12. May 23, 2017 #11

    mfb

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    Well, 6.5 TeV is a tiny energy - in macroscopic terms, per proton it is huge. We get a large macroscopic energy if we consider that the LHC has up to 2800 bunches per beam with 110 billion protons per bunch.
     
  13. May 23, 2017 #12
    Of course you're right, what I meant was that you're throwing a totally insignificant amount of hydrogen ions (in macroscopic terms) at a graphite block, hard enough to raise its temperature hundreds of degrees. Extremely impressive, and a good real-world indication of how much energy it takes to "see" (make?) something like a top quark.
     
  14. May 25, 2017 #13
    I read about beam dump before. One surprising thing is that despite all this whacking with TeV-scale protons (more than enough to knock many neutrons off or outright disintegrate carbon nuclei), beam dump block does not become dangerously radioactive afterwards. (It _is_ radioactive, but not to the point where you can't stand near it).

    One question I did not find answer to, is the entire beam dump assembly in vacuum?
     
  15. May 25, 2017 #14

    mfb

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    It has hundreds of tons of shielding around it. Without that shielding, I would avoid standing next to it. Graphite doesn't get activated much, but still a bit.

    The vacuum pipe goes into the shielding. I guess it ends somewhere and the protons shoot through the endcap.

    dump.jpg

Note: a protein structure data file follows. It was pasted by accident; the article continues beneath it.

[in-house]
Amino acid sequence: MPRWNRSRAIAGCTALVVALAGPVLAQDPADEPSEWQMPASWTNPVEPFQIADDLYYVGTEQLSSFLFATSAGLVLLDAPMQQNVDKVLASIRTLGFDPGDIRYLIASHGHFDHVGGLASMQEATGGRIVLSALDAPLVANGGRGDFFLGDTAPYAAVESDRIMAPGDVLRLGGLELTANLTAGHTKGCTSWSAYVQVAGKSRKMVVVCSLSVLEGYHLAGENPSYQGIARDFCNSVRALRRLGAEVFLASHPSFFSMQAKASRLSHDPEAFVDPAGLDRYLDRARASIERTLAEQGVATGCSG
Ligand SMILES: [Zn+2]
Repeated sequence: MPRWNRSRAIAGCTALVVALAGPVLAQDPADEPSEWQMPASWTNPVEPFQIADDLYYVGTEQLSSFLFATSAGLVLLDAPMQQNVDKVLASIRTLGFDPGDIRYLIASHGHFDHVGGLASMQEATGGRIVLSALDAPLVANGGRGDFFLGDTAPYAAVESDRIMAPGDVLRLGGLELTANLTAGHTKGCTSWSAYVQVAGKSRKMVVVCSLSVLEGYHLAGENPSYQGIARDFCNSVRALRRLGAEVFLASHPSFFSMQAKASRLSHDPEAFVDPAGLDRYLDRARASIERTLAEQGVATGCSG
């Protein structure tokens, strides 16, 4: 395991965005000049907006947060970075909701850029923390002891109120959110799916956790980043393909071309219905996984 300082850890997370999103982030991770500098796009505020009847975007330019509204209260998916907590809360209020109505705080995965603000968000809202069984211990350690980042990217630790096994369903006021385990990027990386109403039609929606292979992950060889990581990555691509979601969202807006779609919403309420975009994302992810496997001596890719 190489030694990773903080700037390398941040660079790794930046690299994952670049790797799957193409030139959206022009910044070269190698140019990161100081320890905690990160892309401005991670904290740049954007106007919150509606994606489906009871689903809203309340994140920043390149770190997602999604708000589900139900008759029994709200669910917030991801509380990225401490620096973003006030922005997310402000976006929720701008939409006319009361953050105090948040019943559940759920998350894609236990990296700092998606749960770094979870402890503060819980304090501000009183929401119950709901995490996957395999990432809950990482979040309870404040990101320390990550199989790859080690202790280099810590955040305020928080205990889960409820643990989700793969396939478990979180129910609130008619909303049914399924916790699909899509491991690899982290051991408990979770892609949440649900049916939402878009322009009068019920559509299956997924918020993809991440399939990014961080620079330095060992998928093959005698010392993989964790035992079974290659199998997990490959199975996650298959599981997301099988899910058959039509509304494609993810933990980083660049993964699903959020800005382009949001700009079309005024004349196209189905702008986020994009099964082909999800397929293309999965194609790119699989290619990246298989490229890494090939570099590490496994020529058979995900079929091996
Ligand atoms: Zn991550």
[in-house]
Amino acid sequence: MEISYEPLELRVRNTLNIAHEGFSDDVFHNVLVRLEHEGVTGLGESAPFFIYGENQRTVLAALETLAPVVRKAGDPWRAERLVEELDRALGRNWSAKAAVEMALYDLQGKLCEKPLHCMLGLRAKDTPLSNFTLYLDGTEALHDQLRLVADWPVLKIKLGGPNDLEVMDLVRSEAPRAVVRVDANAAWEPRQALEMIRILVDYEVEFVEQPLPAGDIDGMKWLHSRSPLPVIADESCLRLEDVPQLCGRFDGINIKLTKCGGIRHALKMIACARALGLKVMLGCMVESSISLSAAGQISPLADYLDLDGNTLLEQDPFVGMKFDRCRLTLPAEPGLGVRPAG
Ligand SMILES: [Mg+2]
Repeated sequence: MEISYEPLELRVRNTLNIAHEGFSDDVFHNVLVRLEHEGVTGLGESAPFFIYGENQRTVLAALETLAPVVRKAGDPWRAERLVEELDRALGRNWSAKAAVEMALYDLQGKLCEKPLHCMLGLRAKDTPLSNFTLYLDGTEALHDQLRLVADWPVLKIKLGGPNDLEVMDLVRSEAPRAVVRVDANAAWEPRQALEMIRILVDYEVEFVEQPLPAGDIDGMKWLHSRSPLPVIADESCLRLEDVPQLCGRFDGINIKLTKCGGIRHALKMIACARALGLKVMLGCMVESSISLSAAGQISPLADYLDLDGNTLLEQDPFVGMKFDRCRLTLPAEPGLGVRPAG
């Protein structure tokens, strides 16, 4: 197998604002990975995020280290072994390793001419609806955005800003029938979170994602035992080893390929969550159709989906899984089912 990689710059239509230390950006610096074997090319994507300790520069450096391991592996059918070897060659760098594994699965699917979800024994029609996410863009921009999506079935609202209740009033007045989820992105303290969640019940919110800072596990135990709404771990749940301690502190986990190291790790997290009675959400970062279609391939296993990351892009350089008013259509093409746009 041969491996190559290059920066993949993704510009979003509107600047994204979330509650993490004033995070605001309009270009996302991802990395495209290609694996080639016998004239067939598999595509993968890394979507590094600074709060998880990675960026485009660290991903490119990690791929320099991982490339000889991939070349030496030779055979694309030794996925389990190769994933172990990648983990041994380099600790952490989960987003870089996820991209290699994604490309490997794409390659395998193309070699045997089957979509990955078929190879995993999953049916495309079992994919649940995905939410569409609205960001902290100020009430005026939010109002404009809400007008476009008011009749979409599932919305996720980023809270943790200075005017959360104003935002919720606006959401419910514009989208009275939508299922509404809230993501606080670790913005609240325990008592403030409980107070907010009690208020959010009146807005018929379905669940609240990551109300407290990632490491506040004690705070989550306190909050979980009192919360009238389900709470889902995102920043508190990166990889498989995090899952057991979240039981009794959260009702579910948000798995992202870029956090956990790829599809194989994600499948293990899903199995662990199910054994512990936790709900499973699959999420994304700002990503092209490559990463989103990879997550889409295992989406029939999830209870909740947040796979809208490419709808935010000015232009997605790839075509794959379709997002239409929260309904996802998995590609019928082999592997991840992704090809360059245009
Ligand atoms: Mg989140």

16. May 25, 2017 #15

    mheslep

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    What endcap material is used/suitable, that has the structural strength to support the vacuum yet not significantly absorb beam energy?
     
  17. May 25, 2017 #16

    mheslep

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    I'm unable to quickly find any mention of how thermal expansion is handled for the 27 km vacuum tube. I imagine tight temperature control in the tunnel is used, though a loss of thermal control allowing ~3degK change leads to a meter of length change in steel.
     
  18. May 25, 2017 #17

    Vanadium 50

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    It looks like there might be a bellows in your picture - above the leftmost green post.
     
  19. May 25, 2017 #18

    mheslep

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    You mean MFB's LHC picture?
     
  20. May 25, 2017 #19

    Vanadium 50

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    Yes, in post #14,
     
  21. May 25, 2017 #20

    mfb

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    Thermal expansion is a major issue. Not so much for the outermost tube, where you can control the temperature, but for the beam pipe with the magnets. You have to install them at room temperature, and then cool them to 2 K. There are many bellows to handle the shrinking magnets.
    The beam dump has bellows every 12 meters (no magnets in that region), the image in post 4 shows one of them. Vacuum design report, page 13.
    Here is the design report. The graphite is kept in an inert gas environment. A vacuum was considered but not used: The graphite is designed for a temperature of up to 1250 °C, and an air leak shortly after a beam has been dumped could lead to a fire.
    Unfortunately they don't mention the window material.

    Here the high energies are an advantage. Most protons will pass through as minimally ionizing particles. A small fraction will interact with a nucleus, and produce several minimally ionizing particles - that is still fine as long as the seal is short compared to the hadronic interaction length The peak heating rate occurs deeper into the absorbers.

    There is also an interesting comment on activation:


    We had a nice stable run over night, 0.4% of the design luminosity with 12 bunches in the machine. We might get collisions with 50-100 bunches in the night to Saturday or Sunday.